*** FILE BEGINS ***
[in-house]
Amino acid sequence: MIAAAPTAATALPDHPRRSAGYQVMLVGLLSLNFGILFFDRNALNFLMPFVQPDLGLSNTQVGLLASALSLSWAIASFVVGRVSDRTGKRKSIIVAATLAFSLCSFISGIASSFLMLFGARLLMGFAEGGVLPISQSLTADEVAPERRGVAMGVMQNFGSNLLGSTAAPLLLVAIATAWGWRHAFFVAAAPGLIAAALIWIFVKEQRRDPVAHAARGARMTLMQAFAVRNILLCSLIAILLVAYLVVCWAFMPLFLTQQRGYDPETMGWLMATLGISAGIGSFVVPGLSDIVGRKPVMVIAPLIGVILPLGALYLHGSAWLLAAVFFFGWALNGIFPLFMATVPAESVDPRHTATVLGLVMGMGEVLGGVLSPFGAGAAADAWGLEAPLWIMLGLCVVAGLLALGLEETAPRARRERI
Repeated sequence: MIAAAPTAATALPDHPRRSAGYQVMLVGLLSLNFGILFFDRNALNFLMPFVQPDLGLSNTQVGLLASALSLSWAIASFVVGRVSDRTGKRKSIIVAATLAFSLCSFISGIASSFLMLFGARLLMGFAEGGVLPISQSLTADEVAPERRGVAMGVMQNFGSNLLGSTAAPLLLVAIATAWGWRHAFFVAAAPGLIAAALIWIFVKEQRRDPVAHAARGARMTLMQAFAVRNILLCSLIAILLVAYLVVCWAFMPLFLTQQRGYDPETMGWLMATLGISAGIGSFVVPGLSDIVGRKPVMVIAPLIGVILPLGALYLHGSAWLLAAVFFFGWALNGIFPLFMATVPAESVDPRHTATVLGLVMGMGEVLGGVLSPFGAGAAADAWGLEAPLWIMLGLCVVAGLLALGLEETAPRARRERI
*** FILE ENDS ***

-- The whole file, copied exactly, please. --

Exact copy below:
[in-house]
Amino acid sequence: MIAAAPTAATALPDHPRRSAGYQVMLVGLLSLNFGILFFDRNALNFLMPFVQPDLGLSNTQVGLLASALSLSWAIASFVVGRVSDRTGKRKSIIVAATLAFSLCSFISGIASSFLMLFGARLLMGFAEGGVLPISQSLTADEVAPERRGVAMGVMQNFGSNLLGSTAAPLLLVAIATAWGWRHAFFVAAAPGLIAAALIWIFVKEQRRDPVAHAARGARMTLMQAFAVRNILLCSLIAILLVAYLVVCWAFMPLFLTQQRGYDPETMGWLMATLGISAGIGSFVVPGLSDIVGRKPVMVIAPLIGVILPLGALYLHGSAWLLAAVFFFGWALNGIFPLFMATVPAESVDPRHTATVLGLVMGMGEVLGGVLSPFGAGAAADAWGLEAPLWIMLGLCVVAGLLALGLEETAPRARRERI
Repeated sequence: MIAAAPTAATALPDHPRRSAGYQVMLVGLLSLNFGILFFDRNALNFLMPFVQPDLGLSNTQVGLLASALSLSWAIASFVVGRVSDRTGKRKSIIVAATLAFSLCSFISGIASSFLMLFGARLLMGFAEGGVLPISQSLTADEVAPERRGVAMGVMQNFGSNLLGSTAAPLLLVAIATAWGWRHAFFVAAAPGLIAAALIWIFVKEQRRDPVAHAARGARMTLMQAFAVRNILLCSLIAILLVAYLVVCWAFMPLFLTQQRGYDPETMGWLMATLGISAGIGSFVVPGLSDIVGRKPVMVIAPLIGVILPLGALYLHGSAWLLAAVFFFGWALNGIFPLFMATVPAESVDPRHTATVLGLVMGMGEVLGGVLSPFGAGAAADAWGLEAPLWIMLGLCVVAGLLALGLEETAPRARRERI